Senior Editor in Charge - Head of the Global Picture Desk
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May 16, 2013
via Photographers' Blog

A sheep with an artificial heart – or maybe not

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Tianjin municipality, China

By Petar Kujundzic

I took a trip to the port city of Tianjin after China Central Television (CCTV) reported on a sheep with an artificial heart developed at TEDA International Cardiovascular Hospital. According to CCTV, the hospital recently unveiled a new artificial heart, which was implanted in a sheep two months ago. The sheep lived healthily for more than 62 days, a new record among similar experiments in the country.

This sounded like a very good reason to leave Beijing for a day and report about such an extraordinary achievement. Upon arrival we met the hospital’s administration director who told us that this was not really an artificial heart but a ventricular assistant device (VAD), which is basically a mechanical pump that’s used to support the heart’s function and blood flow in people who have weakened hearts. He didn’t know why CCTV had reported differently.

Dec 18, 2012
via Photographers' Blog

Are you ready for doomsday?

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By Petar Kujundzic

Is the world coming to an end on Dec. 21, 2012 as the ancient Mayans predicted more than 2,000 years ago?

After seeing a short video about a farmer in northern China who built several “pod” arks to survive the Mayan prophecy, we decided to go to his village and try to find him. Helped by local villagers it was relatively easy to find his little factory, so we ended up in front of several giant cannonball-shaped objects sitting in his courtyard.

Nov 23, 2012
via Photographers' Blog

Choreographing our China congress coverage

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Beijing, China

By Petar Kujundzic

Is there anyone against? – “Meiyou” (There is no one)

The last time I covered an important Communist Party congress was in my own country almost 23 years ago. I was the only photographer for Reuters there, shooting black and white and sending a few pictures to the wire using a drum analog transmitter. The last congress of the Yugoslav Communist Party, which ruled the Socialist Federal Republic of Yugoslavia from 1945 until 1991, ended with a split within the League of Communists and ushered in years of violence and civil conflict… but that is a totally different story.

Last week’s 18th Chinese Communist Party Congress, by contrast, was a highly choreographed affair — no drama. In fact, during the preparation, the question arose: How do you cover one of the world’s top stories when it’s considered visually “boring.” At the same time, how do you deal with the difficulties of restricted access, especially if you are a foreign journalist in China?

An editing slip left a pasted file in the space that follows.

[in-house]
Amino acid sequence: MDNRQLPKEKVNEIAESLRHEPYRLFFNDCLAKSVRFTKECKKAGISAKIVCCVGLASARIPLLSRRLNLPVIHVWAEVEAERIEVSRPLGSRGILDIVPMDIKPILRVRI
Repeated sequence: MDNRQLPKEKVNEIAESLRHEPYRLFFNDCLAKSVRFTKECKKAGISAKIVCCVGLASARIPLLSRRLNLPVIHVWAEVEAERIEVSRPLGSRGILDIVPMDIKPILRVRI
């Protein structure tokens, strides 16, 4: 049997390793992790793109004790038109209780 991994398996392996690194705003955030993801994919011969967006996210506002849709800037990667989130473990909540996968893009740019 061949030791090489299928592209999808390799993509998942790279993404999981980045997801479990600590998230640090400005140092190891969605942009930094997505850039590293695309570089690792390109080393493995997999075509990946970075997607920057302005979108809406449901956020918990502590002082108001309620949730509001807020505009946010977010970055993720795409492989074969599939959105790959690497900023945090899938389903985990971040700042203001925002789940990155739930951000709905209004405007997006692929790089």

Oct 15, 2010
via Photographers' Blog

Inside North Korea: No one said anything

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Questions immediately filled my mind when I learned I would be part of a Reuters team heading to North Korea to cover a ceremony, where it was rumored Kim Jong-il’s son and heir apparent would make his debut.

- Would I be able to take pictures of North Korean leader Kim Jong-il? No photographer outside North Korea had taken his picture for a while.
- What access would I have to the parade? I worried they’d put us in some corner far away from the action.
- How would I transmit my pictures? Some people said we wouldn’t have Internet connections.
- Where would we sleep? I had heard there are two good hotels in Pyongyang, but one is on an island and difficult to leave without close supervision.
- Would I be able to shoot photos of ordinary street life?

    • About Petar

      "Raised in Belgrade (Serbia), Pedja has been with Reuters since 1988 covering political turbulence in Eastern Europe, political and ethnic conflicts led to disintegration of former Yugoslavia. He covered conflicts in Slovenia, Croatia, Bosnia, Kosovo, NATO air strikes against Yugoslavia, Iraq and Israeli-Palestinian conflict. As a photographer and picture editor he also covered numerous top sport events across the world. From 2005 to 2010 runs the Global Picture Desk in Singapore as Senior Editor in Charge. Since 2010 in charge of coverage in Greater China as Chief Photographer. TWITTER: @cikapera"
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